Saturday, January 18, 2014

Advice to a younger me

I was talking to an intern candidate to discuss whether our team would be a good match for the candidate. The candidate asked me a couple of questions: about work life, specific project details. And then, the candidate had a brilliant question. I wish I had asked that question when I was starting work as a software engineer. I mentioned that I had interned before, and it was a great learning experience. The candidate's question was:
After your internship, what advice would you give a younger yourself?

 This is both a brilliant and insightful question. Everyone talks about internships being a great learning opportunity. Well, what do you learn?

Everyone learns different things. Here is my attempt at an answer. I learned two broad things during my internship:

  1. Dealing with inadequacy: All through my internship, I was surrounded by people smarter than me. Co-workers, project managers, executives, ..., even my fellow interns were much, much smarter than me. It is difficult to quantify how much smarter, but in some cases, 10x or 100x would probably be right. In some discussions, I felt strange being in the same room with these people. Perhaps for the first time in my life, I felt like a complete idiot.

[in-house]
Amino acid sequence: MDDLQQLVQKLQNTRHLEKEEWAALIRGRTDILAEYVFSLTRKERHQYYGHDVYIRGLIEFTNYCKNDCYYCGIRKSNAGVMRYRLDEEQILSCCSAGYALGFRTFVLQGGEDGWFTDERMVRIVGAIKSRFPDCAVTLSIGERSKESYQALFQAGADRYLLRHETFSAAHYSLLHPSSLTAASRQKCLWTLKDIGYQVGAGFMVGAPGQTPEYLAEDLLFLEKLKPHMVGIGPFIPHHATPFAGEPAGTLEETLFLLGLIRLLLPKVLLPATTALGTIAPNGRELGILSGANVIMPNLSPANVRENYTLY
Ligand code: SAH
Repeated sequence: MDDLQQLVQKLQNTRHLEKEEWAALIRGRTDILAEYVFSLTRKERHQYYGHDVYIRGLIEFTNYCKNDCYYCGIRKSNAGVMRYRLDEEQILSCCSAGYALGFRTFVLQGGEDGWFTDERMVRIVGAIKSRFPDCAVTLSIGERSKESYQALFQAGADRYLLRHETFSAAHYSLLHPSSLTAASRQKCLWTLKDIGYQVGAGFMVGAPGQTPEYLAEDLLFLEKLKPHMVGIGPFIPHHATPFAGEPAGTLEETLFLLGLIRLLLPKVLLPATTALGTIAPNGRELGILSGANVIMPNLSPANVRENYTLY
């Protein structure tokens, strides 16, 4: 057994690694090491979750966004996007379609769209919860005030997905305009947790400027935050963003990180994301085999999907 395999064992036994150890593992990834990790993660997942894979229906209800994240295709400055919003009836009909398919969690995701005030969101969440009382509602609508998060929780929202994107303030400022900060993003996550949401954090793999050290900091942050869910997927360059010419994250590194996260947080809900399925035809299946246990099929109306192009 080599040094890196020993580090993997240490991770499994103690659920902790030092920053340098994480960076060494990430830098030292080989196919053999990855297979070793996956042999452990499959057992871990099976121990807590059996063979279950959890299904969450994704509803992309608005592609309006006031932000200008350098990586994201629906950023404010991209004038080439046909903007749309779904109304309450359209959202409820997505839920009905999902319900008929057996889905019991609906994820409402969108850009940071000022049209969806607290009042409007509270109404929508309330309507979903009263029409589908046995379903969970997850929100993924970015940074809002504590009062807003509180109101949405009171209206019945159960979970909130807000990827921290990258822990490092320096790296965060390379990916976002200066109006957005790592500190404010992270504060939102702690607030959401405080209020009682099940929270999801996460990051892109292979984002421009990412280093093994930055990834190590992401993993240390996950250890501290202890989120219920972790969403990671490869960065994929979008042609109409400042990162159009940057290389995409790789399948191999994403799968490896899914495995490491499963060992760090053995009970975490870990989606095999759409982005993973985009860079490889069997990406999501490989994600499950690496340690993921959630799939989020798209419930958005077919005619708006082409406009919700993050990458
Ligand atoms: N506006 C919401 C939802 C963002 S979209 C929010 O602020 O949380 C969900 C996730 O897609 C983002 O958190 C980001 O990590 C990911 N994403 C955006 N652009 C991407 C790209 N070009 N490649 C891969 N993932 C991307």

A big part of the internship was learning how to cope with that feeling. Learning that it was natural to feel silly and incapable. All these engineers had spent years perfecting their skills, and I was completely inexperienced. Of course they were better. I had to learn that there were some things I might be better at, if I worked hard.
    And I learned that I have some valuable skills, which others might lack. Maybe I am not as technically capable, but I am a strong listener. I can explain a situation clearly and patiently. Sometimes it was a little Linear Algebra. At others, it was shell scripting. But I had to remind myself that I understood some things betters than others.
    I had to learn how to cope with this again as I started a full-time job. I felt like I got in due to a recruiting error and had to remind myself that I was capable.
  2. Learning from others: It was clear that other engineers were more experienced. The other lesson from the internship was how to learn from others. How do you ask for help? How do you suggest you are lost? How do you solicit feedback? If you had an hour of the best engineer's time, how would you use it effectively?  Once you are surrounded by shocking brilliance: how best do you imbibe it?
I haven't conquered these two issues yet. I wish I could feel adequate. I wish I could learn better from others. The internship got me started.